Into the Fray: What’s wrong with the Right — Part I

As demented and disastrous as the two state “solution” is, most alternatives proffered by the Right would be no less calamitous.

Letters (photo credit: Avi Katz)
(photo credit: Avi Katz)
However beautiful the strategy, you should occasionally look at the results. – Sir Winston Churchill
As readers of this – soon to be discontinued – column are well aware, I have been a resolute opponent of the two-state solution (TSS), for a variety of reasons, including its logical inconsistency, moral bankruptcy and proven impracticality. Accordingly, I have argued that continued attempts to pursue it will inevitably result in tragedy and trauma for both Arab and Jew.
Perilous proposals
Sadly, however, those who rightly – no pun intended – oppose the TSS have been less than comprehensive and far-sighted in formulating the well-intentioned alternatives they proffer in its stead. Indeed, if implemented, some of these alternatives may well precipitate situations just as perilous at TSS – in some cases perhaps more so.
These TSS-resistant alternatives can be broadly bracketed into four major groupings:
(a) Those that advocate stabilizing the status quo, putting the emphasis on managing the conflict rather than resolving it, and condition any further accommodation of Palestinians’ demands on them “getting their act together” – i.e. by demonstrating more peace-conducive behavior.
(b) Those that are “Jordan-centric,” and involve giving Jordan a crucial role in the envisioned end-state solution – either as the planned abode of the Palestinian Arabs in the “West Bank” and/or in giving Amman the function of running the lives of the Palestinian Arabs in the “West Bank,” subject to overarching Israeli sovereignty.
(c) Those that advocate Israel’s partial annexation of Judea and Samaria, typically of the dominantly Jewish-populated Area C.
(d) Those that advocate annexation of the entire “West Bank,” offering Israeli citizenship to its Arab residents, typically together with changes in the electoral system to marginalize the potential impact of their vote.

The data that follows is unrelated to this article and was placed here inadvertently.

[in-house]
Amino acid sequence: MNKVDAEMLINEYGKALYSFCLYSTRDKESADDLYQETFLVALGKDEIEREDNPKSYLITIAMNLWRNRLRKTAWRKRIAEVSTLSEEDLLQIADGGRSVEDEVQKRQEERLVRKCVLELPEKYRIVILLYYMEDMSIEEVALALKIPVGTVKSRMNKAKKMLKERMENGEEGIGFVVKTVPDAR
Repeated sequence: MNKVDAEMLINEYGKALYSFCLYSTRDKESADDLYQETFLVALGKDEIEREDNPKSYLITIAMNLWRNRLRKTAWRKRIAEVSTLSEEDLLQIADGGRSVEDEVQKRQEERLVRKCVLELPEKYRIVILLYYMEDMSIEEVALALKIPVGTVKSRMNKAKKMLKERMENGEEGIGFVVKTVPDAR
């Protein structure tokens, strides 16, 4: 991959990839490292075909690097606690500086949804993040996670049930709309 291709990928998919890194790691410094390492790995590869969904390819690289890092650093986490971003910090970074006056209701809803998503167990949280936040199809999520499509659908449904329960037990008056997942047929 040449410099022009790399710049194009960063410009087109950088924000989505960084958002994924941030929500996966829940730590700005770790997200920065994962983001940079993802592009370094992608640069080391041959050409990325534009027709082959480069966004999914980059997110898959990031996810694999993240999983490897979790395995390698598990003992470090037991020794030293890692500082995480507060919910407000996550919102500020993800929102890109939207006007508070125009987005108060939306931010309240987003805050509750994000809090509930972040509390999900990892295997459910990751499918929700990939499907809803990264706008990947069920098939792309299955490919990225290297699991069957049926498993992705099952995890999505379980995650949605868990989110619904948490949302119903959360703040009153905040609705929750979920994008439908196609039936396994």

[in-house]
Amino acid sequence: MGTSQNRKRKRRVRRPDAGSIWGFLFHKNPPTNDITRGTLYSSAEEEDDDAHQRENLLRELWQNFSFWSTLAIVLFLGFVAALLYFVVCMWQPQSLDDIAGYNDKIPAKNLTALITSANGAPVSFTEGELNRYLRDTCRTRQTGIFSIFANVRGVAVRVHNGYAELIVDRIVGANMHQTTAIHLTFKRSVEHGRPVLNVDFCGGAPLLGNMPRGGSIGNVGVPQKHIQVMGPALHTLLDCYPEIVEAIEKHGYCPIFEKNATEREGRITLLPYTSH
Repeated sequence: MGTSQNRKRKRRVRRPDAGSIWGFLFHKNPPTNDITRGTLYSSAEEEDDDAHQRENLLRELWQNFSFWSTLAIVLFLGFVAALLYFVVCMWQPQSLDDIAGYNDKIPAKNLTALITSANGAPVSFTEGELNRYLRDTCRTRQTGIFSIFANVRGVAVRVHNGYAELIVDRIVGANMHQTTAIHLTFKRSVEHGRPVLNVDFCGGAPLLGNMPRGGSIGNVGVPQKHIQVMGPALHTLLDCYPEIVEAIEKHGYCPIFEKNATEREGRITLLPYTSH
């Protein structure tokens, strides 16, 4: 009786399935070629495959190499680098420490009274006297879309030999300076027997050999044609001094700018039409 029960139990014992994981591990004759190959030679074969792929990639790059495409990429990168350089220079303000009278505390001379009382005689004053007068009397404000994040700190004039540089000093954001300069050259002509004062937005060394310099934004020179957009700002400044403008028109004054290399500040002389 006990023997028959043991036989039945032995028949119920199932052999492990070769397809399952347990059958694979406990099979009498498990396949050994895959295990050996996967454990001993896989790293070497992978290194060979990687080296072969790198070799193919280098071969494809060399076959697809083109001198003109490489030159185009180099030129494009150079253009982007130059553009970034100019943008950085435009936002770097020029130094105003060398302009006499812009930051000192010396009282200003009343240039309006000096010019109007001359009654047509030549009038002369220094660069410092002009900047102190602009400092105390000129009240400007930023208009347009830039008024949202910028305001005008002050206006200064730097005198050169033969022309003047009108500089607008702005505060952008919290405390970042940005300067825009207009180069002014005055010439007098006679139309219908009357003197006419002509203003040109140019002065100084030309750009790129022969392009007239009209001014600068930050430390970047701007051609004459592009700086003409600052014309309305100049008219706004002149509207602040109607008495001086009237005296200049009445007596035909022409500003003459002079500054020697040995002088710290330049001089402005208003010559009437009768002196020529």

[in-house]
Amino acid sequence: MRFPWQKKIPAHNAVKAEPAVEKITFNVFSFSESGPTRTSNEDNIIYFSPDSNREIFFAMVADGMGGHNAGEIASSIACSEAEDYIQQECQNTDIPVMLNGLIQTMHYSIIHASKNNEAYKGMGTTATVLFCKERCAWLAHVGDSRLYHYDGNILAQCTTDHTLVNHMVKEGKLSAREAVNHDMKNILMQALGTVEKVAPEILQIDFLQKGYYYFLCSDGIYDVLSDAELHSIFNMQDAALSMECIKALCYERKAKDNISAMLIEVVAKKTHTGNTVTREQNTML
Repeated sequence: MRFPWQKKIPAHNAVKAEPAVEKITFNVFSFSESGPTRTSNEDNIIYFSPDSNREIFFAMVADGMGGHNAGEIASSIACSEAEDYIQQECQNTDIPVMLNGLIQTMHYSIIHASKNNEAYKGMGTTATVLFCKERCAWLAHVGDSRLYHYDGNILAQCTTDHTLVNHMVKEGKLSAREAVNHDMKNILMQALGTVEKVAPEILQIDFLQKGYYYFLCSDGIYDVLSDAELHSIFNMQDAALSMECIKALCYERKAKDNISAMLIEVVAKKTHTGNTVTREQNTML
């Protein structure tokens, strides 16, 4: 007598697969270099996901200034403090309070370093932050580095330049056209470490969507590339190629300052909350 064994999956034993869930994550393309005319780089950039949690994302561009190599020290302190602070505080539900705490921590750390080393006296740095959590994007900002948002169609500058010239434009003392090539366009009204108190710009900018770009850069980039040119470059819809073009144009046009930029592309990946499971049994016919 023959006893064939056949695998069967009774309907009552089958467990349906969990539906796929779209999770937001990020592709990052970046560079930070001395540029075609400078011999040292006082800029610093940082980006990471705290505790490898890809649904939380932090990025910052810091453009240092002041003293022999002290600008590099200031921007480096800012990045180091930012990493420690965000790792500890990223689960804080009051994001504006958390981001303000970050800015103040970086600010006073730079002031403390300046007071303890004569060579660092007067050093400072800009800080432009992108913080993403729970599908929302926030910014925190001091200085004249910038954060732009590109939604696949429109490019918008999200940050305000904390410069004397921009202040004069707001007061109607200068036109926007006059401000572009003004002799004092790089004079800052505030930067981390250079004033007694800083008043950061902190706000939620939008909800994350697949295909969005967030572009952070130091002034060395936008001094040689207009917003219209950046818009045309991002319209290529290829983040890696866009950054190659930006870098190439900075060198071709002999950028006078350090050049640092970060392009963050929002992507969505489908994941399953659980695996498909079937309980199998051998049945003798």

Although these proposals may well obviate some of the deadly dangers entailed in the TSS and a consequent IDF evacuation of Judea/Samaria, they ignore – indeed may even augment – some of the grave threats to Israel’s survival that exist today. This is true both in terms of the diplomatic assault on the country’s legitimacy and the physical assault on its national security and the safety of its citizens.
What follows is a brutally compressed and far from comprehensive critique of these alternatives, which reflect an unwillingness on the part of many on the Israel Right to face harsh realities unflinchingly and to pursue their essentially valid point of departure to its logical but perhaps unpalatable conclusion.
Kicking the can down the road
While the first set of solutions (stabilization/ conflict management) is based on the ostensibly sensible approach of “not making things worse,” it is really nothing more than kicking the can down the road.
This approach may appear to have a measure of merit, but it seriously underestimates the urgency and intensity of the issues at hand, and the need to sketch, at least in general terms, some prescription for a preferred end-state arrangement. At best, these proposals are a temporary tactic rather than a serious strategy, providing no hint of how any long-term resolution is to be to be approached, much less achieved.
For whatever one’s position might be regarding Palestinian claims for political independence – whether one rejects them as a huge hoax designed to undermine Jewish sovereignty, or an authentic aspiration for national freedom – there seems little practical purpose, or moral justification, in proposing perpetuation of an unresolved state of open-ended limbo and indefinite suspended political animation.
Indeed, such delays are liable to make Israel’s plight even more dire. And to what end? Advocates of this approach usually prescribe stabilization/management of the status quo until there is perceptible positive change in the conduct of the Palestinians that will facilitate progress toward some “final status” outcome.
Futile and illogical
But this position is both futile and illogical.
It is illogical because one either recognizes the Palestinians’ right to nationhood as legitimate and authentic, or one does not.
If one does recognize such a right, its exercise cannot be made contingent on the judgment/approval of their behavior/ governance by some extraneous entity, particularly an adversarial one like Israel.